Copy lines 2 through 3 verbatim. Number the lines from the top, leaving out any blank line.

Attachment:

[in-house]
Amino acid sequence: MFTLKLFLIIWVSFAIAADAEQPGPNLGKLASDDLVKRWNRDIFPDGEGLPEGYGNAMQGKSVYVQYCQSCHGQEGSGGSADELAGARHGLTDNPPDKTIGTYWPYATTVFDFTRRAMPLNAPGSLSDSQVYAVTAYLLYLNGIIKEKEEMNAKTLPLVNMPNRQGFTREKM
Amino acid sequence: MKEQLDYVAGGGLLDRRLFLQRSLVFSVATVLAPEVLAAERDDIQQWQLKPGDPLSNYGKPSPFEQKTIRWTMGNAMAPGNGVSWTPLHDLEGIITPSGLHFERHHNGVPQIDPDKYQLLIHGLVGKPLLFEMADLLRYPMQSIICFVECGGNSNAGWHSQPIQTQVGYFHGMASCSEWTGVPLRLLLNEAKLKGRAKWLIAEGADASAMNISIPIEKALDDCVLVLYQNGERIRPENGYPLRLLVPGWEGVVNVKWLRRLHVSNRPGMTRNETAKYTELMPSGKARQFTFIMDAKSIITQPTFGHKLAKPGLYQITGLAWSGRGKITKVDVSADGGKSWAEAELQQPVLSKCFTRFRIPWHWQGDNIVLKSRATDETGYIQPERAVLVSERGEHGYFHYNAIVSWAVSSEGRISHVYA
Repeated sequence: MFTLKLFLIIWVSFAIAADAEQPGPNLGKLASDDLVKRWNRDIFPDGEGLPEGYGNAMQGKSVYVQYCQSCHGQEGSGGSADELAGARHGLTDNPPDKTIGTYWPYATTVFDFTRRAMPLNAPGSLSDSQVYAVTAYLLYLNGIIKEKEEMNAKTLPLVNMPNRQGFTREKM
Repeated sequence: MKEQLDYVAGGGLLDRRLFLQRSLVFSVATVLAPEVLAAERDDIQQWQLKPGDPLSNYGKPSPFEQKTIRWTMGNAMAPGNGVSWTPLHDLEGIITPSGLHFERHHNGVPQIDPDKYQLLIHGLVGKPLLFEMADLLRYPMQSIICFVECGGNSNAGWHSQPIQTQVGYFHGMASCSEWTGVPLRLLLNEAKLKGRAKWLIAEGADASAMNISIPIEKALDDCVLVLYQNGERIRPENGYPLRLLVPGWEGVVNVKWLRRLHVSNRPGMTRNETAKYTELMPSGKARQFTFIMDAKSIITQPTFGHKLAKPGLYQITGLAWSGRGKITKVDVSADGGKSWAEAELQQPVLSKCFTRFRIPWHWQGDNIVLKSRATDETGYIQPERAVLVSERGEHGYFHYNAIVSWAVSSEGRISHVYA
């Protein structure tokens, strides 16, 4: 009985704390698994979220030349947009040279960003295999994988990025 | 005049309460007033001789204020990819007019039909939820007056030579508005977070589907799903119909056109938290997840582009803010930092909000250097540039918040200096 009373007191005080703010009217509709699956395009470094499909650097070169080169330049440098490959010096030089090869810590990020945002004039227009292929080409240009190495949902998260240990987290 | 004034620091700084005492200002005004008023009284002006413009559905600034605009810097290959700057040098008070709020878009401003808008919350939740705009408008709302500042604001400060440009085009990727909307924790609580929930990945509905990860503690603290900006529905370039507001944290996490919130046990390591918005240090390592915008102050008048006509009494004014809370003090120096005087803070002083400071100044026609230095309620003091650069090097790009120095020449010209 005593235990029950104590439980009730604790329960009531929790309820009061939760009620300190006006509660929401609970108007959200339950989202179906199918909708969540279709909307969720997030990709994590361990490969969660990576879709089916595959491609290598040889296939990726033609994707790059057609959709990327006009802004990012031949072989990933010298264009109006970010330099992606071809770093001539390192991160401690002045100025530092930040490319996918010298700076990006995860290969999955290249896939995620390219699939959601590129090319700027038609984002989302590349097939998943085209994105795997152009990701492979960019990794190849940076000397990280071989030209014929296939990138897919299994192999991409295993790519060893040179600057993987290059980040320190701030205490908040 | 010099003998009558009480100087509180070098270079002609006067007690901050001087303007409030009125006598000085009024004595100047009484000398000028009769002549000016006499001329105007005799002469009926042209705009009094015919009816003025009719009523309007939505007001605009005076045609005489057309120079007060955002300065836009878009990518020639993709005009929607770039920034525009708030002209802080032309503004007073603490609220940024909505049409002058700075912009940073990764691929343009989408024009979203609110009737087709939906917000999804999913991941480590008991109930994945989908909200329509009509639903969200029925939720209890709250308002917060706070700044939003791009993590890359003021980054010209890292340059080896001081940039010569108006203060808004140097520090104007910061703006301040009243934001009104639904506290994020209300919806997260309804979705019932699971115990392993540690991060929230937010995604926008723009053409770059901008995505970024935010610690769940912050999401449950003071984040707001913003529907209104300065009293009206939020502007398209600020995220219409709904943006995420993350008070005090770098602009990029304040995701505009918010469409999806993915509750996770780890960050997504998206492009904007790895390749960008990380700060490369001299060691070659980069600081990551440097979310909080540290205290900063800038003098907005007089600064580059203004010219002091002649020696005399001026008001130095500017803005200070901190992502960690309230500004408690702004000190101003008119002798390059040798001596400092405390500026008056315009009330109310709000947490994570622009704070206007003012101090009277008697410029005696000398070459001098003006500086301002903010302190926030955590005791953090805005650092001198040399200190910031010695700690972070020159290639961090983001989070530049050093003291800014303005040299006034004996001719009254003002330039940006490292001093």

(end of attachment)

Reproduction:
Amino acid sequence: MFTLKLFLIIWVSFAIAADAEQPGPNLGKLASDDLVKRWNRDIFPDGEGLPEGYGNAMQGKSVYVQYCQSCHGQEGSGGSADELAGARHGLTDNPPDKTIGTYWPYATTVFDFTRRAMPLNAPGSLSDSQVYAVTAYLLYLNGIIKEKEEMNAKTLPLVNMPNRQGFTREKM
Amino acid sequence: MKEQLDYVAGGGLLDRRLFLQRSLVFSVATVLAPEVLAAERDDIQQWQLKPGDPLSNYGKPSPFEQKTIRWTMGNAMAPGNGVSWTPLHDLEGIITPSGLHFERHHNGVPQIDPDKYQLLIHGLVGKPLLFEMADLLRYPMQSIICFVECGGNSNAGWHSQPIQTQVGYFHGMASCSEWTGVPLRLLLNEAKLKGRAKWLIAEGADASAMNISIPIEKALDDCVLVLYQNGERIRPENGYPLRLLVPGWEGVVNVKWLRRLHVSNRPGMTRNETAKYTELMPSGKARQFTFIMDAKSIITQPTFGHKLAKPGLYQITGLAWSGRGKITKVDVSADGGKSWAEAELQQPVLSKCFTRFRIPWHWQGDNIVLKSRATDETGYIQPERAVLVSERGEHGYFHYNAIVSWAVSSEGRISHVYA